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Abstract:In planning problems, it is often challenging to fully model the desired specifications. In particular, in human-robot interaction, such difficulty may arise due to human's preferences that are either private or complex to model. Consequently, the resulting objective function can only partially capture the specifications and optimizing that may lead to poor performance with respect to the true specifications. Motivated by this challenge, we formulate a problem, called diverse stochastic planning, that aims to generate a set of representative -- small and diverse -- behaviors that are near-optimal with respect to the known objective. In particular, the problem aims to compute a set of diverse and near-optimal policies for systems modeled by a Markov decision process. We cast the problem as a constrained nonlinear optimization for which we propose a solution relying on the Frank-Wolfe method. We then prove that the proposed solution converges to a stationary point and demonstrate its efficacy in several planning problems.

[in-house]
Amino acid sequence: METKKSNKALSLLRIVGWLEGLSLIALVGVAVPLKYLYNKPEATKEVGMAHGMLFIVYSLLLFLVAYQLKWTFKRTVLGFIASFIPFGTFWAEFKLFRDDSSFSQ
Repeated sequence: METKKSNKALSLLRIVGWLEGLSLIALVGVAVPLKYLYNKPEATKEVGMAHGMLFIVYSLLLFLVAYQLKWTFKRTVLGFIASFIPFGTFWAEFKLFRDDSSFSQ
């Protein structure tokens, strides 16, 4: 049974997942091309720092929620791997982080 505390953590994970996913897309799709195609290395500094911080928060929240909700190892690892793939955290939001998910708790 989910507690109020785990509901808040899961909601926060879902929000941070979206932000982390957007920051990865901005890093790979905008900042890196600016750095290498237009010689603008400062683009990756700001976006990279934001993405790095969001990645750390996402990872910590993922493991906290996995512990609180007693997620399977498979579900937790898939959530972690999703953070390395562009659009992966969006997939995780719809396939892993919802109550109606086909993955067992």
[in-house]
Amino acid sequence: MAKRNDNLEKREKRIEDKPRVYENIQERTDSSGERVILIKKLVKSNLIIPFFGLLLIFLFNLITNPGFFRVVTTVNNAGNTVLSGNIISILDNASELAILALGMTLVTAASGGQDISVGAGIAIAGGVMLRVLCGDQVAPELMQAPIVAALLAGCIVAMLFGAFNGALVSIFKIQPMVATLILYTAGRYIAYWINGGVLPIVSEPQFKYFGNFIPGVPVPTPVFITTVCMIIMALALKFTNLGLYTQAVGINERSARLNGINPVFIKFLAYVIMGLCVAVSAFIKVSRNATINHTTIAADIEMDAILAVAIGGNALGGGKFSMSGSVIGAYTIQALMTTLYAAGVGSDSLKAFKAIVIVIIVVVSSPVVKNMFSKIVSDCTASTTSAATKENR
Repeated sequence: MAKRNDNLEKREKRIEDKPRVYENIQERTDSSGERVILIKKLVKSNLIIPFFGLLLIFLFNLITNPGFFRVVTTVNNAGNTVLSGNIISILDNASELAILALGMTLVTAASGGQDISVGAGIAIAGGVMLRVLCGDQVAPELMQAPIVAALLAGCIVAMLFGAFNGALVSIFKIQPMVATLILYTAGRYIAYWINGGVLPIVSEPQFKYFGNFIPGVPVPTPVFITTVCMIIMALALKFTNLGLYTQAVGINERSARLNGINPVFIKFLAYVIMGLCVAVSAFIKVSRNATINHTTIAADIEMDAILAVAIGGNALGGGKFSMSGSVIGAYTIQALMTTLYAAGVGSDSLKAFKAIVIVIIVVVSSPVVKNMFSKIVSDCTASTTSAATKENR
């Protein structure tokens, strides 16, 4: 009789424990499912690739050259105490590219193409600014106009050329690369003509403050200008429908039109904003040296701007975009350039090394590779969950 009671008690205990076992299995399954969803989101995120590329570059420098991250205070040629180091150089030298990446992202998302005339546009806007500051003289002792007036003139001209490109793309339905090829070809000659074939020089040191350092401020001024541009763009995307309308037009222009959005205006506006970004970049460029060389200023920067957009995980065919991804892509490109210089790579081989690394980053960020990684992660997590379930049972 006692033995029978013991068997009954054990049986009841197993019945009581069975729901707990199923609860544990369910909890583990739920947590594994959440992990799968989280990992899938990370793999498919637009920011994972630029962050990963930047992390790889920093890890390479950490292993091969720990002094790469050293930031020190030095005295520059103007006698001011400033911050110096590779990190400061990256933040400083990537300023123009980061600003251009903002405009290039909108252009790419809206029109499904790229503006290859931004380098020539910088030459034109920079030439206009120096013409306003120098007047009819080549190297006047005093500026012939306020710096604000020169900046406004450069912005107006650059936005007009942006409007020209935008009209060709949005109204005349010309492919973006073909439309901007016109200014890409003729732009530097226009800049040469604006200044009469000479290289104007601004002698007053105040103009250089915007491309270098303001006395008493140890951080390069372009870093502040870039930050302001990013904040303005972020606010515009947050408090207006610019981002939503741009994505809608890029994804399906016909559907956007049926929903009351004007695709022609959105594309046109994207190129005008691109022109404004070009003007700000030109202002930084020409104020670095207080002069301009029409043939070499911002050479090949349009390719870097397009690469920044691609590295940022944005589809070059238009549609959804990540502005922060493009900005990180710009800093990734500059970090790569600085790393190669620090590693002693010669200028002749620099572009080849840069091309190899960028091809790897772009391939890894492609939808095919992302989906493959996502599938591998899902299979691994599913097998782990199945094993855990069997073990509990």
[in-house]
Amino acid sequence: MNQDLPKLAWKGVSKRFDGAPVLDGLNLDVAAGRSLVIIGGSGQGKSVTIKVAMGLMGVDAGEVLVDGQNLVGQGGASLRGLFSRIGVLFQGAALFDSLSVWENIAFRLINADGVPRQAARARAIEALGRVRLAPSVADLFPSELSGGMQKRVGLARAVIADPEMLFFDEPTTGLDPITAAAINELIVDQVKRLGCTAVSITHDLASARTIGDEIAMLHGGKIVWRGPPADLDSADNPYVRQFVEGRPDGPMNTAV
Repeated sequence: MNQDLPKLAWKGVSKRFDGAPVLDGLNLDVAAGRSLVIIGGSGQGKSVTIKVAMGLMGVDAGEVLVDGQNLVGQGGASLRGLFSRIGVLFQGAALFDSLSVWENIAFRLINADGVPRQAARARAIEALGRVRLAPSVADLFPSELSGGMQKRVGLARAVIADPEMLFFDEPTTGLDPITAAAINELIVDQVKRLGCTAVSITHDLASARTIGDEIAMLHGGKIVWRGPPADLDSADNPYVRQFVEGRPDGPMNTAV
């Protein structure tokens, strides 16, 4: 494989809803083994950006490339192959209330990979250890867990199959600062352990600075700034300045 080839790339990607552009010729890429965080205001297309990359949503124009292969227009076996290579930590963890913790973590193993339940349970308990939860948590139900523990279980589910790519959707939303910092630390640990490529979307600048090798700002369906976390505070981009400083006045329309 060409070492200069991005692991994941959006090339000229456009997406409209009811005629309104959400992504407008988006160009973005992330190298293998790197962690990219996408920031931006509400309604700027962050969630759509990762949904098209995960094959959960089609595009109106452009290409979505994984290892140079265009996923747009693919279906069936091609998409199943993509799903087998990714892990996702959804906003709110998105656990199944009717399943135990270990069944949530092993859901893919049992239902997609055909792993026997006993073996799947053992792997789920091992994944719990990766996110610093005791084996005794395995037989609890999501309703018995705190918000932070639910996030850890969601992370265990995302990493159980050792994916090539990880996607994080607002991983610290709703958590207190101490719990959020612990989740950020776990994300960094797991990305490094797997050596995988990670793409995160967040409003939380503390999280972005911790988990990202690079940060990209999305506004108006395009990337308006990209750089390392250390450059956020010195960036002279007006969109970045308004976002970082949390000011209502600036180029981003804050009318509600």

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Abstract:Active perception strategies enable an agent to selectively gather information in a way to improve its performance. In applications in which the agent does not have prior knowledge about the available information sources, it is crucial to synthesize active perception strategies at runtime. We consider a setting in which at runtime an agent is capable of gathering information under a limited budget. We pose the problem in the context of partially observable Markov decision processes. We propose a generalized greedy strategy that selects a subset of information sources with near-optimality guarantees on uncertainty reduction. Our theoretical analysis establishes that the proposed active perception strategy achieves near-optimal performance in terms of expected cumulative reward. We demonstrate the resulting strategies in simulations on a robotic navigation problem.